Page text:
1. Content implies a territory.
    Content has both a spatial location and a centralized set of ideas–a “territory.” That territory has its own form and mode of articulation through which it expresses a message. Depending on the emphasis of the value placed on that message, its size, appearance, and placement matters considerably. What kind of emphasis do you want to place on a given message? How should you express it? In what form, and why?
  2. Content has its own sense of gravity.
    Figuratively speaking, as a “territory”, content has a gravity that “pulls” the viewer toward the ideas expressed, and the space containing those ideas. Some content sections will have a greater sense of pull, depending on the interest of the viewer, the compelling nature of the message, and its placement alongside other content sections that can either distract from or reinforce it. Where do you place a given piece of content and why? What will that placement do to the overall presentation or flow?
  3. Content demands its own unique time for engagement. 
    Should content be densely or lightly concentrated? How should you balance the density of “text” against the density of ideas? After all, you can create heavy text with light ideas, or light text with heavy ideas. Think of it this way–you have a scarcity of space and your viewer probably has a scarcity of time. Content demands time. How can you make the best use of limited space and time to seamlessly and effectively deliver your message?
  4. Think movement and counter-movement. 
    If you understand these first three points, then you get a sense that there are potentially multiple and diverse flows happening simultaneously. A viewer may not read everything simultaneously (although it is possible if the content is sparse enough), but think of the overall effect of the content which can be experienced as a cumulative impression or understanding of the material, and the actual sequence of engagement. The flow of movement and clarity of the message is deeply affected by the placement of content sections and the independent movements they imply, as shown in our examples above. Again, it operates like a counterpoint, and getting each piece to fit harmoniously depends on how the content is composed and arranged.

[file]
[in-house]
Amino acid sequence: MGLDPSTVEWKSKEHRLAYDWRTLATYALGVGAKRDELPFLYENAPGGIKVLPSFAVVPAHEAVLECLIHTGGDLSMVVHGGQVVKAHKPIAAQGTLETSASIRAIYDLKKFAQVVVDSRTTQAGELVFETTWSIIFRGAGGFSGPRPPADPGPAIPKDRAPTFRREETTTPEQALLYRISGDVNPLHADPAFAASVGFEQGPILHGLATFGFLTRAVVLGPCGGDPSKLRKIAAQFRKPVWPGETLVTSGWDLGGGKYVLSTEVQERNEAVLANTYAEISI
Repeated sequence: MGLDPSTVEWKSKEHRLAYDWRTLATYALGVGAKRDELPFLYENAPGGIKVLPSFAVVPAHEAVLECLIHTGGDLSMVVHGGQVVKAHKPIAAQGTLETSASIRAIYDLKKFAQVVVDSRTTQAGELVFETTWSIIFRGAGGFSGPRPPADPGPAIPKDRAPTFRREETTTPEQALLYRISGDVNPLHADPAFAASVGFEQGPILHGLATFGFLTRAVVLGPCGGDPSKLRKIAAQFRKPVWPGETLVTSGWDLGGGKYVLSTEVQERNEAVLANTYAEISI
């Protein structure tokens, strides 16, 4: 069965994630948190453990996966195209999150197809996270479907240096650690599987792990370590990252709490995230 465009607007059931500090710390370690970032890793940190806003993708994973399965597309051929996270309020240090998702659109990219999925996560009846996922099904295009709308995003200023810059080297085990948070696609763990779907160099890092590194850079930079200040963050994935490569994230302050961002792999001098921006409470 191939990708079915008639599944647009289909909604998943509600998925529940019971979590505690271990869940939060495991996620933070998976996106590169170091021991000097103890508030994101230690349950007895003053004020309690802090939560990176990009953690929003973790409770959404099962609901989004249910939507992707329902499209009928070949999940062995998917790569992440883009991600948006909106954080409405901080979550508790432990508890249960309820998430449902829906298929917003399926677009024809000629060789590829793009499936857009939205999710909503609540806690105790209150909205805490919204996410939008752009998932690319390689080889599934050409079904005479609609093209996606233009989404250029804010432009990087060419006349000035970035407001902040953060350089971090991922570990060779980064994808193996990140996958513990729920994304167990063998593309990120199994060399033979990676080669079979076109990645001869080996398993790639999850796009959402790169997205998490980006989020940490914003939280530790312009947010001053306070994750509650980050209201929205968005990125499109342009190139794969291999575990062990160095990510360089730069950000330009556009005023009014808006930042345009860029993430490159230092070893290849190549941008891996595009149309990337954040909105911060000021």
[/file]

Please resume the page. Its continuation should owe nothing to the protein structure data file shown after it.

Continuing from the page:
5. Think of content flow in terms of a multi-dimensional narrative.
    Ultimately, you are telling a story which you are hoping materializes in a change of thought or action on the part of the viewer. Your story may have just one or a few parts, but its material features are numerous and heterogeneous. They can operate dimensionally, divergently, and in a non-linear fashion. Your core message tells a story and has a sequence, but so does your graphic arrangement, content sections, links, pages, etc. It all affects the sequence of actions and continuity of the overall message.

Content flow is a tricky thing to manage. Flow is much less perceptible than the content that generates it. Managing content flow requires the ability to think around or between content, to think of content not only as a “thing”, but as a set of intensities that compose it. Like architecture, where a building is defined as much by the people who use it as by its physical attributes, content is defined by the way in which viewers engage, experience, and are affected by it.

Content flow determines the success or failure of content’s ability to engage and affect.